After winning five out of the six half-distance races he's entered this year, Sam Appleton will arrive at the Ironman 70.3 World Championship in Chattanooga as one of the favorites.
August 31, 2017 | PERSONALITY|
You’ve said that 2017 has been a "dream year so far." How has this been a dream?
I have started six half-distance races this year and have been fortunate enough to take home the win in five out of those six starts. This is by far my best season to date, and I am excited to see what the back half of the year can bring, too. I have been really enjoying my training and racing and I am feeling happier and more content in my work/life balance. I think that is reflecting in my results.
You have had a number of good victories this season. What sticks out as the perfect race so far?
I think the race i performed best at was Racine 70.3 in July. My numbers were the highest i have ever seen while racing, and that gives me a huge confidence boost in my training and mental approach to 70.3 worlds. While Racine was the "best by numbers" race I have had this year, my favorite event was Geelong 70.3, in front of my sponsors and an Australian crowd. I have always loved the event in Geelong and to be able to win that race this year was a huge highlight for me.
Tim Reed told us “one of the biggest threats that no-one really seems to be talking about enough is Sam Appleton.” Are you buying this as you prep for the Worlds?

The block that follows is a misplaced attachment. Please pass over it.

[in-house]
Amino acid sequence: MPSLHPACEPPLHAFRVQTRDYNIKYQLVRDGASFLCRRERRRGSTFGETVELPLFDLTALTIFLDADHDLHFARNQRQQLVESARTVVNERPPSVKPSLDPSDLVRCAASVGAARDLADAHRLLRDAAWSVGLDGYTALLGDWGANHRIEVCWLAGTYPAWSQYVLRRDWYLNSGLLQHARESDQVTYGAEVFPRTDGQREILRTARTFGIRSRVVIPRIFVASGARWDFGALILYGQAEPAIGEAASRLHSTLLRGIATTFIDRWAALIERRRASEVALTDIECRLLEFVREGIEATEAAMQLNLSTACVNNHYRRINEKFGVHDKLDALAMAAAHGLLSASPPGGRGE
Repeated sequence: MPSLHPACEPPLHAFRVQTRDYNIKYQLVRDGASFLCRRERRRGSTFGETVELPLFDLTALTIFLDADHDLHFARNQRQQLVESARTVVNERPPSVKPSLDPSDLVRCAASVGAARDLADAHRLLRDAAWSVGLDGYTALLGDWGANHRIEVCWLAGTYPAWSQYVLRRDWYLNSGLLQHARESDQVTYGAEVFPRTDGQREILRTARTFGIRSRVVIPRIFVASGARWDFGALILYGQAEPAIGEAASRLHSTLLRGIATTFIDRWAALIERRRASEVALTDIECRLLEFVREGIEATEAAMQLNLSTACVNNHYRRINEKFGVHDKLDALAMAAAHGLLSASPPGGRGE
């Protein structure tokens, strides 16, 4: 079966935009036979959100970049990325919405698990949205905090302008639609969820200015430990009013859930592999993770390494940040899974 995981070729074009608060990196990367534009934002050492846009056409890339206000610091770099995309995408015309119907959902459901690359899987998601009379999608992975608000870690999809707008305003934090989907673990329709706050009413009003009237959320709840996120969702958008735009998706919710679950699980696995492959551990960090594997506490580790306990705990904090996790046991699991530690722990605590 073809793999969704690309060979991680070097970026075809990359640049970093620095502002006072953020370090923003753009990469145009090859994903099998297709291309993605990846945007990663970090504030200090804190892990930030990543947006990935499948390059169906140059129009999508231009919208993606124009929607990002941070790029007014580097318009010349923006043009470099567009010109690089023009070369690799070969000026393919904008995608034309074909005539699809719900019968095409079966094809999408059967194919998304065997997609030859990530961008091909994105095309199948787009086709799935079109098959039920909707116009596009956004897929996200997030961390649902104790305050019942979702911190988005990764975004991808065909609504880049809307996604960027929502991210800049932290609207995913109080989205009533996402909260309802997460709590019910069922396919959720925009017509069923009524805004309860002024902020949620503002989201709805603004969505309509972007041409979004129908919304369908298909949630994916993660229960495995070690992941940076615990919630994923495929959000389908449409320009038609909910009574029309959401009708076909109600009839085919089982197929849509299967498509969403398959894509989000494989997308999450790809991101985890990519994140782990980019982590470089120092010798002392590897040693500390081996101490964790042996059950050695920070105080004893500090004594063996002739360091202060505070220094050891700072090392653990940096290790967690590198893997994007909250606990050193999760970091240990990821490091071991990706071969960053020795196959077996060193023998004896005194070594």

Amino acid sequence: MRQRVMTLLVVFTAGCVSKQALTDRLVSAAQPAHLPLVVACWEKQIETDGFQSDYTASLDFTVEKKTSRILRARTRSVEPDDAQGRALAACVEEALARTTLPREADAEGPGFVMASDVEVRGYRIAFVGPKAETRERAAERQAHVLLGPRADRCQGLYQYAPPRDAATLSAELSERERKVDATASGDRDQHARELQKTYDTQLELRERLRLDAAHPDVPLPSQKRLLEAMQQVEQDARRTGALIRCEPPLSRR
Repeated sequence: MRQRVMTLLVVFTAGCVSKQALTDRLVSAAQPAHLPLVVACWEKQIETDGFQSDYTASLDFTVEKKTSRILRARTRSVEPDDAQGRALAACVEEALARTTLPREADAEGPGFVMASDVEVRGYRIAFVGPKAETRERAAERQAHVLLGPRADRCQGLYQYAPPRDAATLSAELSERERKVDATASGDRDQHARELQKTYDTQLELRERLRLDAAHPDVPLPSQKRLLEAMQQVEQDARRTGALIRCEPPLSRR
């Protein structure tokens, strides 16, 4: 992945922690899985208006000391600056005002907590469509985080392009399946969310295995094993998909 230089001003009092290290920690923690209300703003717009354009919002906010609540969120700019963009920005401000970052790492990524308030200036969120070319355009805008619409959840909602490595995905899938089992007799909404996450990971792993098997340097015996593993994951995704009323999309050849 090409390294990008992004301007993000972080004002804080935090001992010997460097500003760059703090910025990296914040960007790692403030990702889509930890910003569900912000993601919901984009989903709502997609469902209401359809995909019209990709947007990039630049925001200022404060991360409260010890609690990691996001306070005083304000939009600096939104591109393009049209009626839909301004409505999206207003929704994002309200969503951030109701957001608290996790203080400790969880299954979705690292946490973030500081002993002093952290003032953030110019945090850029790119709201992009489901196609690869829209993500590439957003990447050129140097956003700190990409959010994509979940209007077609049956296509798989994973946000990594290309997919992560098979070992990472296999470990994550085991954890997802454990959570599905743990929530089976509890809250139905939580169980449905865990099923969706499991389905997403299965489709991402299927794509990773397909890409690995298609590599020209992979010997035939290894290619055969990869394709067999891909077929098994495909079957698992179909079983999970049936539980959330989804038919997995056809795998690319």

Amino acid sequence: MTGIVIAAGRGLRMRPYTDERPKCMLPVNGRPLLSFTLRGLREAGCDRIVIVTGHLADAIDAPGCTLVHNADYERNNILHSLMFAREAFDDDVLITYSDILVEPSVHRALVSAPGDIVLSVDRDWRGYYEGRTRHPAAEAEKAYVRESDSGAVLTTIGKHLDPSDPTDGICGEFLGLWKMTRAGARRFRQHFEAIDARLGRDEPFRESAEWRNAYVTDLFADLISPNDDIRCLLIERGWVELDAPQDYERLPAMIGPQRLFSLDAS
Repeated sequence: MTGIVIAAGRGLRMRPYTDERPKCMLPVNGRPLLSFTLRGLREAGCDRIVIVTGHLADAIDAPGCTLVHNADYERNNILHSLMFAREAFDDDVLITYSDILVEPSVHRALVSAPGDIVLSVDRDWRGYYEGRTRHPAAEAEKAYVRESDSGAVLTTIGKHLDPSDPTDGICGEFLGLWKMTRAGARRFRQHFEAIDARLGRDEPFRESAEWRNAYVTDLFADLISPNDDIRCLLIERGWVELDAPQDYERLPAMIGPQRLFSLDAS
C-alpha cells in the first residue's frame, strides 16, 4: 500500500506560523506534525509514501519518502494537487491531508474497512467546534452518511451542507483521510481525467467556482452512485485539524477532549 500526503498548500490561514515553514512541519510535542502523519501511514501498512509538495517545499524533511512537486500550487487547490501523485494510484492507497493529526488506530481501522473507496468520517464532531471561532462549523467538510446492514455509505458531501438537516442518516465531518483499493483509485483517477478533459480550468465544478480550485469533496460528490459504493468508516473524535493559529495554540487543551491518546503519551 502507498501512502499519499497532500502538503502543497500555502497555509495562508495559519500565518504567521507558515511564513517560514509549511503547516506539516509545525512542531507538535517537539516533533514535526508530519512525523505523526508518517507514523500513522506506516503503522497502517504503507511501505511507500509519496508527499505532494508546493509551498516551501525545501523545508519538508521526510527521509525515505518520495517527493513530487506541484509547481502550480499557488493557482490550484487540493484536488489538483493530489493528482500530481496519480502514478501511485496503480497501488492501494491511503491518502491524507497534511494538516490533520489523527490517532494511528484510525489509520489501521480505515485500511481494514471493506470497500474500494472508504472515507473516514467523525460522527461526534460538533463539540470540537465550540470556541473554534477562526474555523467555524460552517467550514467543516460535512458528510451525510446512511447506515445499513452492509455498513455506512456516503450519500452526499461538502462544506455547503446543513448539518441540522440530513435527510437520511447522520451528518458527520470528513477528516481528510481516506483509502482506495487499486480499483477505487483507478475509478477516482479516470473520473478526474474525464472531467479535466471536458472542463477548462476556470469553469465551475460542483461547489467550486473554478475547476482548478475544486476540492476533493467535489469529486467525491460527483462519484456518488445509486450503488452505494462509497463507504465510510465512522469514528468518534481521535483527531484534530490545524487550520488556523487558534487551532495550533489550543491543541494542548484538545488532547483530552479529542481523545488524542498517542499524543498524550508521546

I think anyone who is following the sport knows what I am capable of. And, without sounding egotistical, I think a lot of the guys racing have me on their radar. While I may not be a huge name like Kienle, Reed, Gomez or Tim Don, I definitely don't think I am going in unnoticed. Everyone racing the world champs knows their competition and, while the media only talk about a select few athletes, the reality is that on the day there is probably six to eight different guys that can win provided they put their best foot forward.
What does a good worlds look like? Is it win only?
Putting an arbitrary number on a result is not something I usually do. I don't go into a race telling myself I will or won't be happy with 'X' result. I guess it comes down to how I raced. If I made the right decisions and got the most out of myself. I know on the day i will give 110 percent and if that's first, third or 10th, I can't really ask for more than that. After all, this is the world champs, everyone is there firing. I know if i race to my potential i will be right up at the pointy end.
Given Lionel Sanders’ stance on the 20m drafting rule where does it leave the race and has this idea changed your plans?
Obviously not having Lionel at the race is a huge let down. It's the world champs and everyone wants to watch the best go head to head and even the guys racing, including myself, want to race the best. Not to race is his decision, but my strategy and preparation remains the same regardless of who is racing. You can only race who turns up and I am only going to be worrying about myself come race day.
For those wanting to toe the pro line, what makes a good triathlon pro? What do you need and what do you need to do?
I think for those wanting to dip their toes into the water of pro racing, just make sure you are ready. It is a huge sacrifice, and while it can be a great lifestyle, it can also be a very stressful one. Both physically, and financially. I honed my skills while still working part time, and I did not make the jump to full time pro until I knew I could 100 percent support myself. It is a very long and slow process, so do not expect results immediately. I think patience and consistency are the two most important factors in my success, and I try to reiterate to any aspiring pro.